DuckDuckGo: no we do not use browser fingerprinting


The well-known search service DuckDuckGo was forced to reject the categories that were released and want to use browser fingerprinting to monitor its users.

This would be totally contrary to DuckDuckGo's raison d'être that he does not collect personal data from his users. So a category like this could be detrimental to the service. DuckDuckGo

For those who don't know, DuckDuckGo (DDG) is a search engine just like Google or Bing.
However, the big difference is that DuckDuckGo promises to protect your privacy. Thus, unlike its rivals, DuckDuckGo "does not collect or share personal information".

DuckDuckGo provides search results based on the keywords used, although it displays ads to pay its accounts. The company claims, however, that even the ads it displays are clearly based on the keywords users are looking for.

How did the story begin?

Cue a disaffected user at forum Whonix has discovered that DuckDuckGo uses the "Canvas DOMRect API" in the search engine. The user claims to have confirmed this using CanvasBlocker, a Firefox add-on developed by Korbinian Kapsner.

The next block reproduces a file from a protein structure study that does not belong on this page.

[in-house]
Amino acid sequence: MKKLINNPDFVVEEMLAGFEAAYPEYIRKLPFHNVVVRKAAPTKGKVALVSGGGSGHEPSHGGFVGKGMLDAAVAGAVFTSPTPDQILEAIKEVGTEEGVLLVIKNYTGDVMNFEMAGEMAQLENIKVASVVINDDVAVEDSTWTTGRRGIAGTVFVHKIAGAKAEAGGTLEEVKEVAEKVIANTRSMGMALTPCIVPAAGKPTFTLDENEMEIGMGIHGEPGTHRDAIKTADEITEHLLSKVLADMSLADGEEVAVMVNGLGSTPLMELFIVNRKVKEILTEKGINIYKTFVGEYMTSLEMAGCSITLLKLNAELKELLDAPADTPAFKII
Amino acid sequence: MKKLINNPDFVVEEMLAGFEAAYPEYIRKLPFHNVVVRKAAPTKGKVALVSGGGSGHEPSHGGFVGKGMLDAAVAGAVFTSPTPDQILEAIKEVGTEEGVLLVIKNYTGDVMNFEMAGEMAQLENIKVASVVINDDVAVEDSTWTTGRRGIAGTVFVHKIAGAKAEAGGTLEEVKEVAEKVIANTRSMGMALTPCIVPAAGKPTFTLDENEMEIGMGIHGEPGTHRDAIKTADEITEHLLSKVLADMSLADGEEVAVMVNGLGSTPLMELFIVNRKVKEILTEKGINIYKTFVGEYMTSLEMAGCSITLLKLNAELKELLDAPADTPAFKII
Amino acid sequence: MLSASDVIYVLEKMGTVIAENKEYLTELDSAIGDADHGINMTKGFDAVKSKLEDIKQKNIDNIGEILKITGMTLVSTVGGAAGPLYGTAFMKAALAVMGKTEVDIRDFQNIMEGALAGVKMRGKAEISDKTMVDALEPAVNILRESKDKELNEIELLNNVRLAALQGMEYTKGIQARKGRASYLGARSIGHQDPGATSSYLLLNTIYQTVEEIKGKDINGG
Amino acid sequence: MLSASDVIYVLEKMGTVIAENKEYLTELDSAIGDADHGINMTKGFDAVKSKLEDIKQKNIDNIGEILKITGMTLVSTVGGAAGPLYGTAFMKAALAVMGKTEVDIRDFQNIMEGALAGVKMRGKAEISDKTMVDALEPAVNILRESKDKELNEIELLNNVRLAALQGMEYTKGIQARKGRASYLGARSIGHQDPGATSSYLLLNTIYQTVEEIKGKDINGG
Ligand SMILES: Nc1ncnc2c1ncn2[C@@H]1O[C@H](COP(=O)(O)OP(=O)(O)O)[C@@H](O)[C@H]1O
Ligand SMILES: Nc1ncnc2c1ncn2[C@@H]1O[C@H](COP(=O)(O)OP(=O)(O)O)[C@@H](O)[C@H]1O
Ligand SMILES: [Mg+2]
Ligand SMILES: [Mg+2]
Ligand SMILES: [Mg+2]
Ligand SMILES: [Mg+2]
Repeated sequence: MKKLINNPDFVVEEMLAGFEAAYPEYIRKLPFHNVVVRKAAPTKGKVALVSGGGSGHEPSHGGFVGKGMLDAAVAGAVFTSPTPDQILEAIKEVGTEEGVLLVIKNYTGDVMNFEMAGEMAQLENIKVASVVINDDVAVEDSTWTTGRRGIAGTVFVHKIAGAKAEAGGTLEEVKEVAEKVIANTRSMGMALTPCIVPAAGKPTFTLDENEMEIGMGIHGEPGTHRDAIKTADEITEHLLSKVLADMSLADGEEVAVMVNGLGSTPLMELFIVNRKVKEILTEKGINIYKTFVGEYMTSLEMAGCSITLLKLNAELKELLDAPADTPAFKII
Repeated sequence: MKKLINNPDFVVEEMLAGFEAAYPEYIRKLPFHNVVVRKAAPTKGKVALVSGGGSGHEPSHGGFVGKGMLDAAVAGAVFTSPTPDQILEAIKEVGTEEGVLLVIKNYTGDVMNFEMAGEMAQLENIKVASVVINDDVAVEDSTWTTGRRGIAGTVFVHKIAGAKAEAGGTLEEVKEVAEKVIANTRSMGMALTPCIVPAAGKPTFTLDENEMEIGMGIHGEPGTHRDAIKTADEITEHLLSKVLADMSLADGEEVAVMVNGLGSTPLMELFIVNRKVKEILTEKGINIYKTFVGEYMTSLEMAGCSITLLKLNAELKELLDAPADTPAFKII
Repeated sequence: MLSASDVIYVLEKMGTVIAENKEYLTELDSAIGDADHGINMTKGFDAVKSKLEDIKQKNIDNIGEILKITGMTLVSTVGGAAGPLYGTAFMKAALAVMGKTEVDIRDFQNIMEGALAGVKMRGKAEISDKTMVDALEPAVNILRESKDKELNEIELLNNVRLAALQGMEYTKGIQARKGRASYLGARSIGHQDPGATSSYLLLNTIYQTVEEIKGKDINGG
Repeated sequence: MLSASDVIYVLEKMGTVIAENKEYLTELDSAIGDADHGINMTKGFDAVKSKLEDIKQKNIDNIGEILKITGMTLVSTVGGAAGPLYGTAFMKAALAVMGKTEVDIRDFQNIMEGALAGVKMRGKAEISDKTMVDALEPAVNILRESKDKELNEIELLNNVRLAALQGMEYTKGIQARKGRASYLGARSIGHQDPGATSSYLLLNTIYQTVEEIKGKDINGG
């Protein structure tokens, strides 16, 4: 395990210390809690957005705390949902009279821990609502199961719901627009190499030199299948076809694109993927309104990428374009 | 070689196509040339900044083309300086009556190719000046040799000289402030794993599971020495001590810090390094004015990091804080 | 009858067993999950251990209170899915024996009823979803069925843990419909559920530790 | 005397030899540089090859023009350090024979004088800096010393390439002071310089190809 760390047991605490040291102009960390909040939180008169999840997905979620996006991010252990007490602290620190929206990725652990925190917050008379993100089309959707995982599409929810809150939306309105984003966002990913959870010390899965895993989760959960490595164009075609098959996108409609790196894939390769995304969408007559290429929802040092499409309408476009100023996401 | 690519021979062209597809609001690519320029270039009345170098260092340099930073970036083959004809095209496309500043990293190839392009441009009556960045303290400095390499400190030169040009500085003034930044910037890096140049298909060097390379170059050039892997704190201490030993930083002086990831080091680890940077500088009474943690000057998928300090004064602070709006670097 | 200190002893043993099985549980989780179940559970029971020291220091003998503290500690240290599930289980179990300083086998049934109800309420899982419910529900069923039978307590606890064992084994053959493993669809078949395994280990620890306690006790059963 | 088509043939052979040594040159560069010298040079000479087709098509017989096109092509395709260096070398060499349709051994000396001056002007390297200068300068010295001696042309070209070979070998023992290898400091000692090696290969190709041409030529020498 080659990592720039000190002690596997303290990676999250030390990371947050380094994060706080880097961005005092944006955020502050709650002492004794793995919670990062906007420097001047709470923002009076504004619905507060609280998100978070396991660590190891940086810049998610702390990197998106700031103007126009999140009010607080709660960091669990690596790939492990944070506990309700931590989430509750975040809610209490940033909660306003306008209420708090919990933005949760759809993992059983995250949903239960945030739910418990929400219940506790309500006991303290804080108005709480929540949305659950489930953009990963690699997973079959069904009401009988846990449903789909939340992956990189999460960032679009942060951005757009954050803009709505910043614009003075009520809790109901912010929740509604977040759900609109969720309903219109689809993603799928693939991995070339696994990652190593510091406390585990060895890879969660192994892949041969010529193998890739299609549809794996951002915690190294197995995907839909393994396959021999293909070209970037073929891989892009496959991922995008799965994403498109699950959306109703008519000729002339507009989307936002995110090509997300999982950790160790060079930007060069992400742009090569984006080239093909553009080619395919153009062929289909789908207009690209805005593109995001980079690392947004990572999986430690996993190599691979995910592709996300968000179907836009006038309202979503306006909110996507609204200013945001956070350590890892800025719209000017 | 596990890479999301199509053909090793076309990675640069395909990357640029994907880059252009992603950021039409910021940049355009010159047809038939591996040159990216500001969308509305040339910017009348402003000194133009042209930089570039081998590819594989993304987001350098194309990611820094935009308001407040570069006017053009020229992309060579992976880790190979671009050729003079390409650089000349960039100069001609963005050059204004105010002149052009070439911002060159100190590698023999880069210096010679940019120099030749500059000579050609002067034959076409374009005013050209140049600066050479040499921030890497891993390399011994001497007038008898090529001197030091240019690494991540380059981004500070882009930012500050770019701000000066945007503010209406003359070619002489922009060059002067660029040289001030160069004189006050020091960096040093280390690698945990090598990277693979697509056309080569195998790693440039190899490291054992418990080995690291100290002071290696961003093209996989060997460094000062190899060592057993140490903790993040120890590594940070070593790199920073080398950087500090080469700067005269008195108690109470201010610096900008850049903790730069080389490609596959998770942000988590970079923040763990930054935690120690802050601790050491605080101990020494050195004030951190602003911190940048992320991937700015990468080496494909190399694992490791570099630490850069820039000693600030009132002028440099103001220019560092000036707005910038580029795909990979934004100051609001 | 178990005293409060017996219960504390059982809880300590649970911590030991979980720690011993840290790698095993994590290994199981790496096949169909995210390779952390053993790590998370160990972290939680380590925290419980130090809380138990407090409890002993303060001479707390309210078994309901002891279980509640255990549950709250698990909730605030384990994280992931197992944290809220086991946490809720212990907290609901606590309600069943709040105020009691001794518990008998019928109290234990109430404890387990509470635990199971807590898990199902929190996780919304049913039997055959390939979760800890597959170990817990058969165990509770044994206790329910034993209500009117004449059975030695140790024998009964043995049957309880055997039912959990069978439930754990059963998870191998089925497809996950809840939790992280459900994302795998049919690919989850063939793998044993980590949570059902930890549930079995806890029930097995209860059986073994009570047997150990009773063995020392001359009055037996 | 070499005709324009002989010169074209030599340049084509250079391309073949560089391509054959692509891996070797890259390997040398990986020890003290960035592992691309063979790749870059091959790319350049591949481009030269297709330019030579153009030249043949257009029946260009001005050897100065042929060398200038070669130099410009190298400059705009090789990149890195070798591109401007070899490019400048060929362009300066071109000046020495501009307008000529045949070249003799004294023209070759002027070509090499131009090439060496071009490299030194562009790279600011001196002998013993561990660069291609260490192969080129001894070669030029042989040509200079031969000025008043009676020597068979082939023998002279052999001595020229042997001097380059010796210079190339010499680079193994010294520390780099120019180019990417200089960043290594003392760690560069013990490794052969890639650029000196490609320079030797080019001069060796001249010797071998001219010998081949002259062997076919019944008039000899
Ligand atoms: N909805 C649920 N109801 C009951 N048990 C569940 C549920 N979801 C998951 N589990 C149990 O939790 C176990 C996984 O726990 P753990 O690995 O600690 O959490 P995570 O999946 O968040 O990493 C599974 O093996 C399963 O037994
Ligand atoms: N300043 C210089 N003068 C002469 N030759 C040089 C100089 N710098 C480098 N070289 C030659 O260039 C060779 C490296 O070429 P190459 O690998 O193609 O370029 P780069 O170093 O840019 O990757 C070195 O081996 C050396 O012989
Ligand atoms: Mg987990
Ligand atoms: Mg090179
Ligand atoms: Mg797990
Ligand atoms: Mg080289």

Canvas could be used for browser fingerprinting, where websites and advertisers collect identifiable information from the browser. So according to the user from DuckDuckGo "they sell data without question".

DuckDuckGo refused the browser fingerprinting, and Brian Stoner, VP of Search, replied to the forum posting, saying:

"Many fingerprint protection extensions adopt a scorched earth approach, preventing any browser API that could be exploited by a malicious user."

The founder and CEO of DDG, Gabe Weinberg, said told TechCrunch that this was a "false positive" result and insisted that DuckDuckGo only use getBoundingClientRect () to "determine browser size and page layout." According to Weinberg, this is the possible culprit.

Let's say that DuckDuckGo is growing in popularity every month. In January of 2017, DDG celebrated 10 billion searches since launching 2008. While 2018 only service idlers made 9 billions of searches.

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